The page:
A hypothesis was formed: Revamping the share buttons would result in an increased number of publishers completing the configuration process, and decrease the number of publishers churning once the code was installed. For the business, more publishers meant more data, and more revenue.

Research

Publisher demographics

Prior to beginning design work, I wanted to understand the makeup of the existing network of sites currently using the share buttons. ShareThis has a robust ability to measure what’s happening on their network, so without much trouble I was able to query their SQL database and output a breakdown of domains grouped by pageviews per day. The vast majority (over 75%) were small sites receiving less than 100 pageviews a day.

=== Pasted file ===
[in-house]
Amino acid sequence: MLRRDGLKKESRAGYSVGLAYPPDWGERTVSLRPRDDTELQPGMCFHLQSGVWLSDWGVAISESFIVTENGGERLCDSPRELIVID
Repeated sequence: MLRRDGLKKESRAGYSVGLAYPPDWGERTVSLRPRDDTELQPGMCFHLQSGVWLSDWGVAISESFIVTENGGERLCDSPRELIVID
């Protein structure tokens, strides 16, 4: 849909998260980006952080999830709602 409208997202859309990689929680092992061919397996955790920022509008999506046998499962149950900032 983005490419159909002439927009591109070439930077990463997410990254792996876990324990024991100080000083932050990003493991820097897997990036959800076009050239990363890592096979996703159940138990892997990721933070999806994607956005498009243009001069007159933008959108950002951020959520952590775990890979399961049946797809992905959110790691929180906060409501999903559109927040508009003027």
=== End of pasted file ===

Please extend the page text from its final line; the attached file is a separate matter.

Distribution of websites using share buttons by daily pageviews

Usage of the legacy share buttons

In addition to the make up of the network, I also researched usage of the six different types of buttons a publisher could select when configuring buttons for their site.

Over 50% elected for basic, square buttons with rounded corners that were placed inline on their pages. Internally they were known as “Chiclets”. The next most popular button type had a call to action a share count for each social network, also placed inline on a publishers page. “Chiclet – Side Bar” was the next most popular option. It was a vertical arrangement of chiclets that stuck to the side of a visitor’s browser window.

Popularity of legacy share button types

 Publisher surveys

In the process of conducting 1 on 1 discussions with internal stakeholders, I discovered buried treasure: a very thorough satisfaction survey had been conducted via email one year earlier. Publishers provided their overall satisfaction with the service, along with suggestions for improving the product.